Second, the money multiplier has declined drastically. In fact, the money multiplier for M1 remains below 1. This means that for every increase of $1 in base money, the money supply (as measured by M1) increases by less than $1. In order to determine the cause of the decline in the M1 multiplier, we should first discuss its components. The money multiplier for M1 consists of the currency-to-deposit ratio, the required reserve-to-deposit ratio, and the excess reserve-to-deposit ratio. An increase in any of these ratios implies that the money multiplier will fall. The required reserve ratio is set by the Federal Reserve and has not changed. Thus, the decline in the M1 multiplier must be the result of changes in the currency-to-deposit ratio and the excess reserve ratio. As previously mentioned, the demand for money often increases during the downturn in the business cycle. What’s more, financial crises often induce a flight to quality in which individuals abandon risky investments for safe investments such as bonds or cash. The increase in cash balances increases the currency-to-deposit ratio.

The largest cause of the decline in the money multiplier, however, is the result of the increase in the level of excess reserves. What’s more, this increase in excess reserves can be directly attributed to the fact that the Federal Reserve started paying interest on excess reserves late last year. In doing so, the Fed essentially reduced the opportunity cost of holding excess reserves thereby giving banks the incentive to hold more reserves on their balance sheets. This is why our friend Scott Sumner not only supports eliminating the interest payments on excess reserves, but prefers that the Fed impose a penalty on those who hold reserves above the required level.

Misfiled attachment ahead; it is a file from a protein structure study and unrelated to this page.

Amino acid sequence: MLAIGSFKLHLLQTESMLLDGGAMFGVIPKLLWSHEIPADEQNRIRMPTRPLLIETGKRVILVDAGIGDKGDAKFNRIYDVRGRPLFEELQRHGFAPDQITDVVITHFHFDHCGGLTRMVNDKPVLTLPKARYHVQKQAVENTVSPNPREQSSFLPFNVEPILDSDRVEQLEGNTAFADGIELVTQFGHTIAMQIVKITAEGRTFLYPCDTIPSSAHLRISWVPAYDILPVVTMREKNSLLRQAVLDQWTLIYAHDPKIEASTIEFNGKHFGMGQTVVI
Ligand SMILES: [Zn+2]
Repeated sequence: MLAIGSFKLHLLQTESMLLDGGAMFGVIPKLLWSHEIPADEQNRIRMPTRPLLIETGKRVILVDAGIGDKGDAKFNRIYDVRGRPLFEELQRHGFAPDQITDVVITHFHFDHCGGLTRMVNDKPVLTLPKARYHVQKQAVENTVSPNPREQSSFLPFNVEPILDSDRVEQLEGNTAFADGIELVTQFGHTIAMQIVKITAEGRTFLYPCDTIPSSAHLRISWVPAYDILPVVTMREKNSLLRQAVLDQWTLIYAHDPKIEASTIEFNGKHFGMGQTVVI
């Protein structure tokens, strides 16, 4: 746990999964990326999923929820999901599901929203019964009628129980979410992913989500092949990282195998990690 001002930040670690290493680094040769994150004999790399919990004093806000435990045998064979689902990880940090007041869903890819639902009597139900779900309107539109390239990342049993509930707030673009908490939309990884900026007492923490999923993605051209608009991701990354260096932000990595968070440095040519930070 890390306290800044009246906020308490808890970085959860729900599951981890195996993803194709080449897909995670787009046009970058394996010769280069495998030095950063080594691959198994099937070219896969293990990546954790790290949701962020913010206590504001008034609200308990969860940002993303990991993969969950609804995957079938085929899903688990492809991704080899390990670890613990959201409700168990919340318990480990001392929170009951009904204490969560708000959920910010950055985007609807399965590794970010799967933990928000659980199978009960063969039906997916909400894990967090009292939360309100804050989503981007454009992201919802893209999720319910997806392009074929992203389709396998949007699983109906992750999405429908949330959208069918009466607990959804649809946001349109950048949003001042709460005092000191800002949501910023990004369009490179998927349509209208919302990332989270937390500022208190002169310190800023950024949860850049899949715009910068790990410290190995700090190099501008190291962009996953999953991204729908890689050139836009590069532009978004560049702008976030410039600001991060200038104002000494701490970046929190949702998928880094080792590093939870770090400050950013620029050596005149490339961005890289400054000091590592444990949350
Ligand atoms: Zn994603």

Ultimately, the money multiplier (M1) has fallen from around 1.6 prior to the recession to .93 as of June 17. At the beginning of January 2008, the monetary base was roughly $848 billion. Given that money multiplier, this would suggest that M1 was around $1.356 trillion. Thus, given the current money multiplier, this would suggest that the monetary base would have to be about $1.458 trillion today to maintain the same money supply — an increase of roughly 72%. Given that we are currently in a recession, this suggests that the Fed wants to increase the money supply rather than simply maintain the earlier level. Given that the monetary base is about 90% higher than it was at this time last year, this would suggest that the Fed is expansionary, but hardly over-expansionary given the circumstances surrounding money demand.

With that being said, the Fed must be careful and begin pulling money out of the economy when this demand for base money subsides and the money multiplier begins to rise again. A failure to do so would result in a substantial period of inflation. However, at the current time, the evidence suggests that the massive increase in the monetary base is justified by the increase in the demand for base money. Thus, the increase is in the monetary base doesn’t suggest that massive inflation is on the horizon … yet.

(In the future, I hope to post on how the Fed can prevent finding itself in such a precarious situation in the future, but this is clearly enough for now.)